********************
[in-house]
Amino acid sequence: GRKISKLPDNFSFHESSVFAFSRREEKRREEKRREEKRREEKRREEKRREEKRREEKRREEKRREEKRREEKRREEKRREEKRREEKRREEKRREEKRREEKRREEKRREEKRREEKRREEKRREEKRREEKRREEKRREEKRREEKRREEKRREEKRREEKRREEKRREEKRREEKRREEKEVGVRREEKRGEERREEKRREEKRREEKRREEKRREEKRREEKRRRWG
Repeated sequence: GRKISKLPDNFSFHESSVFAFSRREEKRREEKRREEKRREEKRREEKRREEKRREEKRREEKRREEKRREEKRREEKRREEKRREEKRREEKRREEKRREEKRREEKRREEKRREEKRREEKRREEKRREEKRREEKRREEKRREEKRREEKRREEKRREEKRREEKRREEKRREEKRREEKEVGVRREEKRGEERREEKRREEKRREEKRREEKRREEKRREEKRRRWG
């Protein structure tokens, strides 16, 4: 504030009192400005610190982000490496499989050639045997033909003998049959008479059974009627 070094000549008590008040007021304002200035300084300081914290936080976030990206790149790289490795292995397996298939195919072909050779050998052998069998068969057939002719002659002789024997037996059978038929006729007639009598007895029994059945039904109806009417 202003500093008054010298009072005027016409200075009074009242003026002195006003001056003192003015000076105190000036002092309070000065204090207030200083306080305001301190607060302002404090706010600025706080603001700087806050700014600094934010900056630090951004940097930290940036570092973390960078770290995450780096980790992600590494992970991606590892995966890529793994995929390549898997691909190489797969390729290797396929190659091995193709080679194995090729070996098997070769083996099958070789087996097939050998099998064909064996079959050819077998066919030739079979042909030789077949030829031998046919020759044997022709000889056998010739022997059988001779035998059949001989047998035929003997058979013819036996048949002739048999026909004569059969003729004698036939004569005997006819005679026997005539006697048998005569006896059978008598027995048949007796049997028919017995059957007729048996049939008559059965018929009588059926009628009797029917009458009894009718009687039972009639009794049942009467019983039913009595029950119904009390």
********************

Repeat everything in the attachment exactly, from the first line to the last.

[in-house]
Amino acid sequence: GRKISKLPDNFSFHESSVFAFSRREEKRREEKRREEKRREEKRREEKRREEKRREEKRREEKRREEKRREEKRREEKRREEKRREEKRREEKRREEKRREEKRREEKRREEKRREEKRREEKRREEKRREEKRREEKRREEKRREEKRREEKRREEKRREEKRREEKRREEKRREEKRREEKEVGVRREEKRGEERREEKRREEKRREEKRREEKRREEKRREEKRRRWG
Repeated sequence: GRKISKLPDNFSFHESSVFAFSRREEKRREEKRREEKRREEKRREEKRREEKRREEKRREEKRREEKRREEKRREEKRREEKRREEKRREEKRREEKRREEKRREEKRREEKRREEKRREEKRREEKRREEKRREEKRREEKRREEKRREEKRREEKRREEKRREEKRREEKRREEKRREEKEVGVRREEKRGEERREEKRREEKRREEKRREEKRREEKRREEKRRRWG
């Protein structure tokens, strides 16, 4: 504030009192400005610190982000490496499989050639045997033909003998049959008479059974009627 070094000549008590008040007021304002200035300084300081914290936080976030990206790149790289490795292995397996298939195919072909050779050998052998069998068969057939002719002659002789024997037996059978038929006729007639009598007895029994059945039904109806009417 202003500093008054010298009072005027016409200075009074009242003026002195006003001056003192003015000076105190000036002092309070000065204090207030200083306080305001301190607060302002404090706010600025706080603001700087806050700014600094934010900056630090951004940097930290940036570092973390960078770290995450780096980790992600590494992970991606590892995966890529793994995929390549898997691909190489797969390729290797396929190659091995193709080679194995090729070996098997070769083996099958070789087996097939050998099998064909064996079959050819077998066919030739079979042909030789077949030829031998046919020759044997022709000889056998010739022997059988001779035998059949001989047998035929003997058979013819036996048949002739048999026909004569059969003729004698036939004569005997006819005679026997005539006697048998005569006896059978008598027995048949007796049997028919017995059957007729048996049939008559059965018929009588059926009628009797029917009458009894009718009687039972009639009794049942009467019983039913009595029950119904009390």